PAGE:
The program  is able to provide over 60,000 meals a year and is funded almost exclusively through charitable donations. With an operating budget of over $600,000, it relies heavily on donations from the legal community to keep its doors open. If you are interested in getting involved in any capacity or want to read more about the program, you get more information at <http://www.lawyersfeedthehungry.ca/index.html>.

Happy Canada Day everyone!

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Fashion Friday – CBB Student Advice Edition

As some of you may know, firm tours are well underway on Bay Street. In fact, we held our first one yesterday! Firm tours, although not mandatory for applicants, are a great way to get comfortable in a big firm environment without the added pressure of an official interview. If you’re in the city this summer, and can make it out to one, I would definitely recommend it.

Our firm tour on July 16 is already at capacity, but you can sign up for one on July 29 or August 11 at:
http://cbbstudents.com/StaticPage/Toronto__Cassels_Brock_Student_Open_Houses_2015

For those of you out in balmy Vancouver, we will be having an open house on July 22nd. Register at:
http://cbbstudents.com/StaticPage/Vancouver__Cassels_Brock_Student_Open_House_2015

*Pro tip: If you aren’t available for a scheduled firm tour you can reach out to Leigh-Ann, our Assistant Director of Professional Development & Student Programs. She can put you in contact with a current summer student to chat about Cassels, the application process, OCIs, or anything in between.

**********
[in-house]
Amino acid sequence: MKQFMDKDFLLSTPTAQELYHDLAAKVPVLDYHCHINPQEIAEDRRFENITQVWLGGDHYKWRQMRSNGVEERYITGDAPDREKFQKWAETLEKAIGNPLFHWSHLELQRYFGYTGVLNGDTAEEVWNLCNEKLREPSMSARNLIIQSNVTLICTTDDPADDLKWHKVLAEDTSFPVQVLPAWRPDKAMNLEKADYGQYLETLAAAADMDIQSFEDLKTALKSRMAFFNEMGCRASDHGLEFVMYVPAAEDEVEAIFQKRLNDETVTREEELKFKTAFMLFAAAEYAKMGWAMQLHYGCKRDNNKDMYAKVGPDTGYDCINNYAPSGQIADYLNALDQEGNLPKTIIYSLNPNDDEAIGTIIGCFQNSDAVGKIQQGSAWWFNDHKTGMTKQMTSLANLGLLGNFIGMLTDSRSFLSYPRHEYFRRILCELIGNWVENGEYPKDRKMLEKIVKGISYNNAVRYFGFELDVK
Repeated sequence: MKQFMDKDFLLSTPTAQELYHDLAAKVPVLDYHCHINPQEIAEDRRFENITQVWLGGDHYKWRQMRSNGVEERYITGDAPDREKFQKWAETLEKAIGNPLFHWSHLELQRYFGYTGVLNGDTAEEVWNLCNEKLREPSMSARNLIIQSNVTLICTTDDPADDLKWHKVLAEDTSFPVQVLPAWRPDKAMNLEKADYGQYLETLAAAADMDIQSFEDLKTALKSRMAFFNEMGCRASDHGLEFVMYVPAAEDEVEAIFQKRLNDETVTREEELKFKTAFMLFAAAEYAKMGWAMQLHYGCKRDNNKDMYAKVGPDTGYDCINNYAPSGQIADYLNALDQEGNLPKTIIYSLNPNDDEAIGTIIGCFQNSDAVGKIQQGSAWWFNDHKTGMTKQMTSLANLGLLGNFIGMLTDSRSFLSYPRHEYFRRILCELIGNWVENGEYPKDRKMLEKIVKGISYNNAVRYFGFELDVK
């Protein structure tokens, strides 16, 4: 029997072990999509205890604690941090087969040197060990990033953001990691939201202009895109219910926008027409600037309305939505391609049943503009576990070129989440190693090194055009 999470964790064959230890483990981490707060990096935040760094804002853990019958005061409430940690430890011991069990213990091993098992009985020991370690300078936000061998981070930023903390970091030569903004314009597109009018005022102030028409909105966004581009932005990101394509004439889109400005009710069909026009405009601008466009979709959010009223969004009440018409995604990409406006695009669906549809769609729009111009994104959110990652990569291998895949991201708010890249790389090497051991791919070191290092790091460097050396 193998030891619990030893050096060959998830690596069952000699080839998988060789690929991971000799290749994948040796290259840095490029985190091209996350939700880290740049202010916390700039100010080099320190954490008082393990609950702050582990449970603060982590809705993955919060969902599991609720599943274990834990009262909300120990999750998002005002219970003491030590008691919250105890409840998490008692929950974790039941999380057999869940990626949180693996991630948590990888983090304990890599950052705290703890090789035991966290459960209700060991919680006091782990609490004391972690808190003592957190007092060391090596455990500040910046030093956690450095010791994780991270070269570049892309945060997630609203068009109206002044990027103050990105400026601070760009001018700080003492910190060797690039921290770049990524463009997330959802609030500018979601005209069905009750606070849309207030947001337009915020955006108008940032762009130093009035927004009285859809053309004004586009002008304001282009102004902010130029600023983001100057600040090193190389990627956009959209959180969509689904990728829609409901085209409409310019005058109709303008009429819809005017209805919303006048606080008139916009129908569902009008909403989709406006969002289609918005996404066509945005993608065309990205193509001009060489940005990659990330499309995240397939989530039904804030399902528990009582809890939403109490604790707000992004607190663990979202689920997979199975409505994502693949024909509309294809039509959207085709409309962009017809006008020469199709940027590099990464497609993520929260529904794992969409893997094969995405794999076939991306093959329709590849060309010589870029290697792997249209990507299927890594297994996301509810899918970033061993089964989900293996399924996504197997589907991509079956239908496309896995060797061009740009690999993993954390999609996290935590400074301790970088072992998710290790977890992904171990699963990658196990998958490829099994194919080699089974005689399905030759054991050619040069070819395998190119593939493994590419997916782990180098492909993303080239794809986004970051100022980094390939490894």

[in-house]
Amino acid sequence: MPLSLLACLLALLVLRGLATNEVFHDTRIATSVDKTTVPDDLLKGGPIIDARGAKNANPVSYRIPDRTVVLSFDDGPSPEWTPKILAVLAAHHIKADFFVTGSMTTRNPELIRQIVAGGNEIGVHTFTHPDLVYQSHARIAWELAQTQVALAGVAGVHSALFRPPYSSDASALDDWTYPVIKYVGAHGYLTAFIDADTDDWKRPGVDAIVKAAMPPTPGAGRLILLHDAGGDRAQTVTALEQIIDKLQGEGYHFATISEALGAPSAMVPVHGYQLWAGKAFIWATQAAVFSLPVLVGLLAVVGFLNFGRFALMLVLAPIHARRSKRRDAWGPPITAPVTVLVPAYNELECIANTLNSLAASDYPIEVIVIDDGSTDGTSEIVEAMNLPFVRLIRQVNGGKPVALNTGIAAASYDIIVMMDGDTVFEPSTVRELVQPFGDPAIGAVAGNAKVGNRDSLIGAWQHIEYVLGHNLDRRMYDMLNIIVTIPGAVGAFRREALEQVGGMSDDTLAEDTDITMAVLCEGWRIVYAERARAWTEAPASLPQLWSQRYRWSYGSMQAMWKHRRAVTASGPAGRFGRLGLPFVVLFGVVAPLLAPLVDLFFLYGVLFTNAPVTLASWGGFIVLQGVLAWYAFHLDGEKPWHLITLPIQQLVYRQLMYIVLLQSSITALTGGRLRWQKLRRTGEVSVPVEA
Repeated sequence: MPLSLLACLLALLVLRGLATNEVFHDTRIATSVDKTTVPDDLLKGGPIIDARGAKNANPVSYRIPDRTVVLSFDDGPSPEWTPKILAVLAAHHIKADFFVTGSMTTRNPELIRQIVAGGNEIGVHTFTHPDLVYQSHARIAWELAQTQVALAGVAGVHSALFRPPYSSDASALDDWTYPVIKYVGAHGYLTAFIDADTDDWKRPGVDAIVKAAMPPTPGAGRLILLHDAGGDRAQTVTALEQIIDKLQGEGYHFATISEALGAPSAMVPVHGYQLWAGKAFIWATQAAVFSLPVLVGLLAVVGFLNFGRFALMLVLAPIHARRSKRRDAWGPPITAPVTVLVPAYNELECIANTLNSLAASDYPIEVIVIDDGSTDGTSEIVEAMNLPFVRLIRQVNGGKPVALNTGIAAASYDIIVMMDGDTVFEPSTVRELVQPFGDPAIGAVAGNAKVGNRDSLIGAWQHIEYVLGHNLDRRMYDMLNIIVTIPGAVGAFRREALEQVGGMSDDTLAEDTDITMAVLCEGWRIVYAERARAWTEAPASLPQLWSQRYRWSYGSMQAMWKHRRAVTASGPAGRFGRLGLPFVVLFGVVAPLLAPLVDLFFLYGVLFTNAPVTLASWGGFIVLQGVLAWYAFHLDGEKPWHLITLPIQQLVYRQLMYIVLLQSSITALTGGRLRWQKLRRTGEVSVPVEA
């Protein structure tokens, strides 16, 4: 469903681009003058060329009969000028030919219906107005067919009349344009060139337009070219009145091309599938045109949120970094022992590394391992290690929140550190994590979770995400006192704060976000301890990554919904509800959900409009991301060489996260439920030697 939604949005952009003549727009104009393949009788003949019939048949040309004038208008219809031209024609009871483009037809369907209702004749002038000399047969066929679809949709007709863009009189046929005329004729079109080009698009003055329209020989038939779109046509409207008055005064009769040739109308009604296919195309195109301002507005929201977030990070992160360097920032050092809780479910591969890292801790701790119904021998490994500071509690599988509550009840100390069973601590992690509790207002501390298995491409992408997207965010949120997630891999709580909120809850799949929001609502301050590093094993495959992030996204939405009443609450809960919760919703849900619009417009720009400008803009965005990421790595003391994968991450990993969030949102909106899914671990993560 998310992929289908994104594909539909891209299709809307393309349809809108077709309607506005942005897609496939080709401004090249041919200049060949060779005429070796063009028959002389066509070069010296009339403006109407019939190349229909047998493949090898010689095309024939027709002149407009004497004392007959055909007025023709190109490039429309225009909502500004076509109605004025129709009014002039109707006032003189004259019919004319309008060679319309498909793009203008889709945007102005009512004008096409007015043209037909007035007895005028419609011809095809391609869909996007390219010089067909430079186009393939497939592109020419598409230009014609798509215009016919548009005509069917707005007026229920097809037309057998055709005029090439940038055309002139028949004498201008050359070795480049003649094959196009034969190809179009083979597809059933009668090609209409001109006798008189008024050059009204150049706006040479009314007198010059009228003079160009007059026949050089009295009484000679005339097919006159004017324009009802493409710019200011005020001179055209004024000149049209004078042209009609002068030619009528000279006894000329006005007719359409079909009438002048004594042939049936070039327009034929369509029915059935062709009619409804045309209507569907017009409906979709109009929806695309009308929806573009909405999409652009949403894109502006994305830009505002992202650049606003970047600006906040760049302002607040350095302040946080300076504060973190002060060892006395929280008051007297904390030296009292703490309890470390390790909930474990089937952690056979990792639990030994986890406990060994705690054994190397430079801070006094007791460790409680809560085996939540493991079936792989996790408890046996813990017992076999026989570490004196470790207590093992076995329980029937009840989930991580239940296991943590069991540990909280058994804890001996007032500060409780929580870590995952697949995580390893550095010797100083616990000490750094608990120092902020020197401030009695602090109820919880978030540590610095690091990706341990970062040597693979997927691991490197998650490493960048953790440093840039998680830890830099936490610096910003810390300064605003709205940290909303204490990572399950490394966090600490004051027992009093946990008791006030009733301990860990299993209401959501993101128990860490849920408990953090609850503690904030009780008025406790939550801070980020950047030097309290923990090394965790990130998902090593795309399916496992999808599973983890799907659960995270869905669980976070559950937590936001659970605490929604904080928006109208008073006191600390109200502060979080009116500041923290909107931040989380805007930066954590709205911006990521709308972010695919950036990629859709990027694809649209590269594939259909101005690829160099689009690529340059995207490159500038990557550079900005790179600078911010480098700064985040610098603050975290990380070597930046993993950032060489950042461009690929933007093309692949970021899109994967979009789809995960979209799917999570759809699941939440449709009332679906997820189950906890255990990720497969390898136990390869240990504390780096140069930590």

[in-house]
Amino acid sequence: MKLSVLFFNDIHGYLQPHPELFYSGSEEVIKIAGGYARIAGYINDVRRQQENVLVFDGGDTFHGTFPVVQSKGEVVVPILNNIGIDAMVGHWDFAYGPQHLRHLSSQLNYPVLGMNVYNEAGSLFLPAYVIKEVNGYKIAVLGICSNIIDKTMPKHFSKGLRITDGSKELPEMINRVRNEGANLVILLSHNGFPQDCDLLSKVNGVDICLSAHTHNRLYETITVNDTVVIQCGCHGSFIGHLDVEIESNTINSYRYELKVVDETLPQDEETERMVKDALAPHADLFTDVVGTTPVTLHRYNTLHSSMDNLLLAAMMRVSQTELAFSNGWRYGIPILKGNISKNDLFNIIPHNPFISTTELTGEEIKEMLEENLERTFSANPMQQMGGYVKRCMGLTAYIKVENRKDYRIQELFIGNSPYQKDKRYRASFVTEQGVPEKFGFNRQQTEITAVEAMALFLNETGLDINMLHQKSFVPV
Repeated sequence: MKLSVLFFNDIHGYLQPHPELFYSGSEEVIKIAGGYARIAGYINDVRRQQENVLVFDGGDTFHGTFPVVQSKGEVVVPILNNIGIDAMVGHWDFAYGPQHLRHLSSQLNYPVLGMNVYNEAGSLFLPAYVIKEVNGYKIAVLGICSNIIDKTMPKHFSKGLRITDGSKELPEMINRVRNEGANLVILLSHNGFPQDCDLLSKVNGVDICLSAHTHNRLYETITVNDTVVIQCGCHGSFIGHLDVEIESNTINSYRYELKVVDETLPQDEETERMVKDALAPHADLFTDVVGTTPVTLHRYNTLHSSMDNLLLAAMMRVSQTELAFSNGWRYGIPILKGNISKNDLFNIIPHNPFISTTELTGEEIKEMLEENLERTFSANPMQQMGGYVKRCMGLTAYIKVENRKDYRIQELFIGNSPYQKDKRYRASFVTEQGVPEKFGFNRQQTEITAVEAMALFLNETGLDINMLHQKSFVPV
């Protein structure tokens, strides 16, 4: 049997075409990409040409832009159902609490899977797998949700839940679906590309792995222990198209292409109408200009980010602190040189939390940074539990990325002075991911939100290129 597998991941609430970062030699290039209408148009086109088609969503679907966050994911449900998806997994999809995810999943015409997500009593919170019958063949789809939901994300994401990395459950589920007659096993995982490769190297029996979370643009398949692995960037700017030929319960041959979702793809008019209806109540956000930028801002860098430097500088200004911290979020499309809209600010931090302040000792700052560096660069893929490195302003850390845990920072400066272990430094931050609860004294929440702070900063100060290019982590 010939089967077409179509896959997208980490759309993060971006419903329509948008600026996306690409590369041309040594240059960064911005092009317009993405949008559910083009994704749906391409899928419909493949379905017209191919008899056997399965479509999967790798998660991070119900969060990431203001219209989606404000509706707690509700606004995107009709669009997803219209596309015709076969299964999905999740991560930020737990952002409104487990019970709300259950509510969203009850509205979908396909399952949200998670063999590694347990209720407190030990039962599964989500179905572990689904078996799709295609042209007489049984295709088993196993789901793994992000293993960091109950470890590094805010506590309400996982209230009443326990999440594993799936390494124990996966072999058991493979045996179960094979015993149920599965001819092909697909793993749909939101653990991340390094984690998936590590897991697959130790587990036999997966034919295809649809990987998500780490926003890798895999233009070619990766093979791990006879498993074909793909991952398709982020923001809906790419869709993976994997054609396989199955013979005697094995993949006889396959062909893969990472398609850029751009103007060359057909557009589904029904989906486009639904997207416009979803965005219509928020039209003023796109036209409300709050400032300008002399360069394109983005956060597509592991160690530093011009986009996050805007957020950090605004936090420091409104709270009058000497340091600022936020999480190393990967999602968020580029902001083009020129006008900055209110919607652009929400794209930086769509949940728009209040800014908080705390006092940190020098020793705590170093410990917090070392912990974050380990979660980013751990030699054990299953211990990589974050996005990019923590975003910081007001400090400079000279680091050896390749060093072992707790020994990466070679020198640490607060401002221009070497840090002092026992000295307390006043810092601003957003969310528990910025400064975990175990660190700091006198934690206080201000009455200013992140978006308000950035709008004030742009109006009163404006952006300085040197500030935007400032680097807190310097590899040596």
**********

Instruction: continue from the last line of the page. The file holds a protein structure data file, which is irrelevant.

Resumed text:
OK, so you’re signed up for a firm tour. Now what? One thing we all think about is what to wear. Trading in a sweat suit for a business suit is a difficult emotional process, so I wrote this post to help ease the worries of anyone struggling with their game day outfit. Let’s face it – “look good, feel good” is a legitimate mental state, and if you’re comfortable and confident in what you wear it will be a more enjoyable experience for everyone involved!

I think the best piece of advice I received last summer was that it’s better to be overdressed than underdressed. Now, I wouldn’t recommend re-wearing your prom dress for a firm tour or interview, but dressing up rather than dressing down is definitely the way to go. Just ask yourself if you would be comfortable meeting every single lawyer, staff, and client of the firm in what you’re wearing. If the answer is no, I would try to find something more appropriate.